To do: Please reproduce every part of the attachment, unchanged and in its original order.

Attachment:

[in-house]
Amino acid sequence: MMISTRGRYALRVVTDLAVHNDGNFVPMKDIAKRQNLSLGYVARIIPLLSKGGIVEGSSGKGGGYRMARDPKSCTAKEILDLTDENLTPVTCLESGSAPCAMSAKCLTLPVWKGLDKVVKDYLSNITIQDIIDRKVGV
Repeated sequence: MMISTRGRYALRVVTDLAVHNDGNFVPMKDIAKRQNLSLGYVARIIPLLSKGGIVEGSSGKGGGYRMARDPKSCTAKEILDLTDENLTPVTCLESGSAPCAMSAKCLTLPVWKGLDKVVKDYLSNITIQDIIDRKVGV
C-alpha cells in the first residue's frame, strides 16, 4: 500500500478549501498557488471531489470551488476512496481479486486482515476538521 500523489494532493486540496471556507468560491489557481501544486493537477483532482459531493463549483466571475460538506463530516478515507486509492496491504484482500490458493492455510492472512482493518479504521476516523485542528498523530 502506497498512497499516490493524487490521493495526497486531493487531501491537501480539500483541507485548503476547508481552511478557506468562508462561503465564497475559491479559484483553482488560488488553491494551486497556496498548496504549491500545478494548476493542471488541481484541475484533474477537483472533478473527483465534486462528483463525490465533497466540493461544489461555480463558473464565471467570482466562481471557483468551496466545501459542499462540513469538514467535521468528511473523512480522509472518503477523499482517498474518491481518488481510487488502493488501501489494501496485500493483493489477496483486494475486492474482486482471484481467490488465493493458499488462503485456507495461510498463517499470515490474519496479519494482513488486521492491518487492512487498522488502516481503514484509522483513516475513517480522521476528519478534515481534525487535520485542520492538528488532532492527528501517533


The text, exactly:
[in-house]
Amino acid sequence: MMISTRGRYALRVVTDLAVHNDGNFVPMKDIAKRQNLSLGYVARIIPLLSKGGIVEGSSGKGGGYRMARDPKSCTAKEILDLTDENLTPVTCLESGSAPCAMSAKCLTLPVWKGLDKVVKDYLSNITIQDIIDRKVGV
Repeated sequence: MMISTRGRYALRVVTDLAVHNDGNFVPMKDIAKRQNLSLGYVARIIPLLSKGGIVEGSSGKGGGYRMARDPKSCTAKEILDLTDENLTPVTCLESGSAPCAMSAKCLTLPVWKGLDKVVKDYLSNITIQDIIDRKVGV
C-alpha cells in the first residue's frame, strides 16, 4: 500500500478549501498557488471531489470551488476512496481479486486482515476538521 500523489494532493486540496471556507468560491489557481501544486493537477483532482459531493463549483466571475460538506463530516478515507486509492496491504484482500490458493492455510492472512482493518479504521476516523485542528498523530 502506497498512497499516490493524487490521493495526497486531493487531501491537501480539500483541507485548503476547508481552511478557506468562508462561503465564497475559491479559484483553482488560488488553491494551486497556496498548496504549491500545478494548476493542471488541481484541475484533474477537483472533478473527483465534486462528483463525490465533497466540493461544489461555480463558473464565471467570482466562481471557483468551496466545501459542499462540513469538514467535521468528511473523512480522509472518503477523499482517498474518491481518488481510487488502493488501501489494501496485500493483493489477496483486494475486492474482486482471484481467490488465493493458499488462503485456507495461510498463517499470515490474519496479519494482513488486521492491518487492512487498522488502516481503514484509522483513516475513517480522521476528519478534515481534525487535520485542520492538528488532532492527528501517533